The investigation into the death of a 16-year-old retarded boy from Manassas will go to a local grand jury Thursday, as prosecutors consider whether manslaughter charges should be brought against two juvenile correctional officers involved in his asphyxiation in April.
Prosecutors say they plan to bring about 10 witnesses before the grand jury to testify about the night of April 7, when authorities said Wallace Dandridge provoked a fatal confrontation from within his cell at Oak Ridge Juvenile Correctional Center in suburban Richmond. The seven officers who restrained Dandridge were suspended by the Department of Juvenile Justice in May. All but two returned to work on Aug. 6.
The state medical examiner's office said Dandridge died from heart arrhythmia caused by acute asphyxia but ruled his death an accident. He was found unresponsive while lying face down on a metal bunk with his hands restrained at his sides after a confrontation with the officers, authorities said.
Prosecutors in Chesterfield County, home to the state facility, have ruled out murder charges but are considering whether to seek manslaughter charges against two supervisory officers, said Deputy Commonwealth's Attorney Learned Barry. He would not name the two officers under investigation.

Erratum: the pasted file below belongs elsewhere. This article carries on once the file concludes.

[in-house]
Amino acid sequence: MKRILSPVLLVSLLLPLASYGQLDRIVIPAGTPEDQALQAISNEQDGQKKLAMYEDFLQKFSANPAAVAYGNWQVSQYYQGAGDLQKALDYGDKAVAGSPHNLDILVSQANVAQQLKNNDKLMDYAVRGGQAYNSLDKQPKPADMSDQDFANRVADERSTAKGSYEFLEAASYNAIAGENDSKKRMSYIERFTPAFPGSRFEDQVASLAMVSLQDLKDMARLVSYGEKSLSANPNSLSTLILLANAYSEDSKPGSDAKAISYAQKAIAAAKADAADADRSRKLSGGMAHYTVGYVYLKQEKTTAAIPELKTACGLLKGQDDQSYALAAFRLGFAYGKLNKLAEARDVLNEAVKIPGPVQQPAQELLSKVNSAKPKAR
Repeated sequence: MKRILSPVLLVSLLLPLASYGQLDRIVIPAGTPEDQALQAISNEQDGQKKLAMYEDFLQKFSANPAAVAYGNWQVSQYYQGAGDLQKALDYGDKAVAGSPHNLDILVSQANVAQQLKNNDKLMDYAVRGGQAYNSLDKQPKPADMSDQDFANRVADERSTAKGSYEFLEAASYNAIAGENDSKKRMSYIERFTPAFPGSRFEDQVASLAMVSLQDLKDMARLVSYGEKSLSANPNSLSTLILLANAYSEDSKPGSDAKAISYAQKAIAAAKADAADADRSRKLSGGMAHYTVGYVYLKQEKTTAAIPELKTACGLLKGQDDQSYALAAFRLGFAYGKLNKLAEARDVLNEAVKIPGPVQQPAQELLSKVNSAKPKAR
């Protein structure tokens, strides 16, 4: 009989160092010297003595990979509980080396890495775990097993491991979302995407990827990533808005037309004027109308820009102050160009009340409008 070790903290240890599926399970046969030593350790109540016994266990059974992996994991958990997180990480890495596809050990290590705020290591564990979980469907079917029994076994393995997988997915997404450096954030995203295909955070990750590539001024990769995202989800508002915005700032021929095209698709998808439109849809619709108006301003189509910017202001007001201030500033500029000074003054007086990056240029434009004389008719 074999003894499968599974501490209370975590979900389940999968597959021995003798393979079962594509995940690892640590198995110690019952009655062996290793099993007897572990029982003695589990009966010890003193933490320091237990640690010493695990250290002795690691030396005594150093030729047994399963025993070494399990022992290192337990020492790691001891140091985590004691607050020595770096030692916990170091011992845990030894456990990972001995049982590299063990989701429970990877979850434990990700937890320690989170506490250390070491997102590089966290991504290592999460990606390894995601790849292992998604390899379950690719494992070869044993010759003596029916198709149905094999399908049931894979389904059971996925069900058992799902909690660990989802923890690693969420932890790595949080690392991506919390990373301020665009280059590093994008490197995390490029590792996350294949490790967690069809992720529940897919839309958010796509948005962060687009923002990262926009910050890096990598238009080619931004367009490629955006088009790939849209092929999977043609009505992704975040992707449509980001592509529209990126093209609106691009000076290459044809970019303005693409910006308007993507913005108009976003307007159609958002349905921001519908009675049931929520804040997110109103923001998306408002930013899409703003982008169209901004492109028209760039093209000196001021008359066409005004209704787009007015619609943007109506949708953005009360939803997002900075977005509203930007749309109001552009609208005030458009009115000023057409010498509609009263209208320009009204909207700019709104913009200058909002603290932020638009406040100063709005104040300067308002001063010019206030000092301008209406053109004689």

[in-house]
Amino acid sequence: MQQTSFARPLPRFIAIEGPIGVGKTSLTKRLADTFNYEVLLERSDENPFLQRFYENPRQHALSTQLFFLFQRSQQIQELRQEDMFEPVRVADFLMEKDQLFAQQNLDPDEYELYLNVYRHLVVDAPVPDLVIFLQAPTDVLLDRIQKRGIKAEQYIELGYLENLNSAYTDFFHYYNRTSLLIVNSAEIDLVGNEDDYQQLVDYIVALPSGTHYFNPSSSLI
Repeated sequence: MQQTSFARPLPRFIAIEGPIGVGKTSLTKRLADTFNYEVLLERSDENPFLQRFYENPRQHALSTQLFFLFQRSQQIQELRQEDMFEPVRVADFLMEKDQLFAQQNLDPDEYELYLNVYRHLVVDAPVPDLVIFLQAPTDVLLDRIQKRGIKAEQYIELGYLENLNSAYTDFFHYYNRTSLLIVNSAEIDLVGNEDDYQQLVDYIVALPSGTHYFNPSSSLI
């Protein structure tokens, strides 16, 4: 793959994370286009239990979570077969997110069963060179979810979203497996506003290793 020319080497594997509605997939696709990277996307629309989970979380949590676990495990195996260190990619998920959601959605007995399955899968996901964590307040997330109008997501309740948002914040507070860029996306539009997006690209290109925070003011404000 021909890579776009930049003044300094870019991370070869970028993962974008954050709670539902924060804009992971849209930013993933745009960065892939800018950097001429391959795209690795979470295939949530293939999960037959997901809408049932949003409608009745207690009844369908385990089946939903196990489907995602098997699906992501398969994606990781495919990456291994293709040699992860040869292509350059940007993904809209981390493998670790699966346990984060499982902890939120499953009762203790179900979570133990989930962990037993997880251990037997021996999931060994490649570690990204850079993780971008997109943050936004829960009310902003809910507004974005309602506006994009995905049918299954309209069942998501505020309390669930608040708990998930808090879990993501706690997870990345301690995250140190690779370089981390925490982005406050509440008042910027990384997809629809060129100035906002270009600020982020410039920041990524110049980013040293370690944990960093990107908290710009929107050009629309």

Barry said a criminal charge would require evidence of "willful and wanton conduct."
"That's a tough standard," he said. "That means that we have to put together evidence showing that these two guards intended to do this kid some harm."
The grand jury meeting Thursday is on a fact-finding mission, Barry said. A separate grand jury will determine Sept. 20 whether to indict the two officers.
Priscilla R. Budeiri of the Virginia Poverty Law Center in Richmond, one of several local advocates pushing for answers about Dandridge's death, applauded Barry's decision to bring the case before grand juries.
"The grand jury will hopefully move us closer to learning exactly why Wallace [Dandridge] died and what needs to be done to prevent the death of another child," Budeiri said.
The Department of Juvenile Justice declined to comment today on prosecutors' actions.
Dandridge, 5 feet 10 and 170 pounds, was a turbulent boy known for outbursts against fellow youths and the adult officers charged with controlling him.
Authorities say problems began the night of April 7 when Dandridge covered the small window in the door of his 10-by-7-foot cell so officers could not see inside. When an officer came in to remove the paper, Dandridge reportedly threw a liquid he claimed was urine at the officer. He punched a second officer, authorities said, starting a struggle that resulted in the seven officers subduing him.
The officers called Virginia state police at 11:42 to report the incident and were to check on him every five minutes by peering into the cell. When a state trooper arrived shortly after midnight to charge Dandridge with assaulting the officers, he was unresponsive. Doctors at a local hospital pronounced him dead on the morning of April 8.